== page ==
Limitations of the Deficit Model

Written by Gen

With all the rhetoric swirling around in the education world regarding test scores, accountability, and rigor, making sound instructional decisions can be confusing. It can be helpful to take time to frame your thinking regarding the end goal of your literacy instruction by asking yourself these questions:

What is most important for your students’ literate lives:

  • accurate reading, or strategic reading? 
  • decoding words, or a love of reading? 
  • memorizing high-frequency words, or falling in love with characters or favorite topics?  
  • answering comprehension questions, or feeling a sense of anticipation and curiosity before turning the page? 

Of course we want our students to love to read, to choose to read, and to care about what they read to the point that they are able to think deeply about it. But with all the pressure to “increase the rigor,” and “close the achievement gap,” it’s easy to fall back on what is black and white, what is easy to measure (i.e. sight words, letter names, letter sounds, phonics). The only problem is, reading is complex. The answer to illiteracy never comes down to just words, just letters, just sounds.

Now, think about our most struggling students. They, typically, don’t come to us with much item knowledge, or worse, they come with habituated confusions.  When we are under pressure to accelerate students’ literacy skills, we must resist the urge to begin exclusively teaching the smallest parts of language, particularly in isolation of continuous, authentic text. Thinking about trying to fill all of those gaps is also overwhelming for both the teacher and the student. It’s practically a losing battle! Working day after day on only the items a student doesn’t know can cause the student to:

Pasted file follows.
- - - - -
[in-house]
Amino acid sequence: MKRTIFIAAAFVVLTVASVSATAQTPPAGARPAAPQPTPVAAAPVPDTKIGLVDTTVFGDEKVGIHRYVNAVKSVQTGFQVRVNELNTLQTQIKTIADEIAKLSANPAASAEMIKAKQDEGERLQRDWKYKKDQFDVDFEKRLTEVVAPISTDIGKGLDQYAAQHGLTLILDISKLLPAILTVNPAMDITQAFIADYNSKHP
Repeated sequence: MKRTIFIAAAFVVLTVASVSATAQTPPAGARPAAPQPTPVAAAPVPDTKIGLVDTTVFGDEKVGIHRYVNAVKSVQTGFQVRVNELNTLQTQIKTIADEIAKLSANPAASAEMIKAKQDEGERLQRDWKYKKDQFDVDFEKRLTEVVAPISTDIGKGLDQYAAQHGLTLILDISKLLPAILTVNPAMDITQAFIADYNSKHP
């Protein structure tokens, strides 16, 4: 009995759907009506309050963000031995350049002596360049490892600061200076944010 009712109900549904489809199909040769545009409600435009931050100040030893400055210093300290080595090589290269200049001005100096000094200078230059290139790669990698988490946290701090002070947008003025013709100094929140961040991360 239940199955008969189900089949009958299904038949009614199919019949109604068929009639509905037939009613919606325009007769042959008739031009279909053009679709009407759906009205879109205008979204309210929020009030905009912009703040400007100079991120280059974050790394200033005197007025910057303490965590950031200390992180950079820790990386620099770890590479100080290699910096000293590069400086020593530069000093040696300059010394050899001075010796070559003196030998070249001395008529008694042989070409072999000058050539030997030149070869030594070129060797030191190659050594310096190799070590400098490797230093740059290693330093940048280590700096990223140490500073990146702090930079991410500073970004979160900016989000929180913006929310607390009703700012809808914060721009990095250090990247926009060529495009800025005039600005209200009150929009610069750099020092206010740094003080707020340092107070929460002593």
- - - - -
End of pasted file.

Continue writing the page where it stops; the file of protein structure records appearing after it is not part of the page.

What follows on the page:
become less engaged in learning

become more confused about letters, sounds, and words

become frustrated with learning

lose, or never develop, the love of reading 

So what do we do?

Change the way you think about your struggling students. Construct knowledge from what the students already know, and work from the meaning they use in text. Start with what the student does know. Even if it’s just a name or only the first letter of a name. You will teach the same concepts of phonics and words as you would if you were frantically trying to fill the gaps, but with a different perspective. Each student’s path would be slightly different, since they all come to us with different foundations. Rather than filling all of the holes, you are building from what the student already has.

As a practicing teacher trained in Reading Recovery, I have the privilege of working in this way, and viewing students in this way, every day. On the first day of working with one of my students this year, he said, “I can’t really read anything.” After only 24 lessons, that’s 12 hours of instructional time, that same student, upon turning to a page of his book with many lines of text, said, “I can’t read all of this-oh wait! Yes, I can! I’m a reader now!” He proceeded to read the page effortlessly.

This is the effect of building upon what a student knows, rather than showing him all of his deficits. The goal is to develop a literate person who sees himself as a reader. This can be achieved only if the student is reading. It’s hard to love to read if you all you do is sputter out sounds during lessons.

When you begin working with a struggling reader, it’s impossible to ignore the deficits. Acknowledge them, take stock of them, but then focus on what the student is already bringing to the table. You may need to look carefully for it, but you will find it.  Be strong. Breathe deeply. And let the student fall in love with reading!

For more information on what to do (or not to do!) for struggling readers, check out these articles by Dr. Richard Allington:



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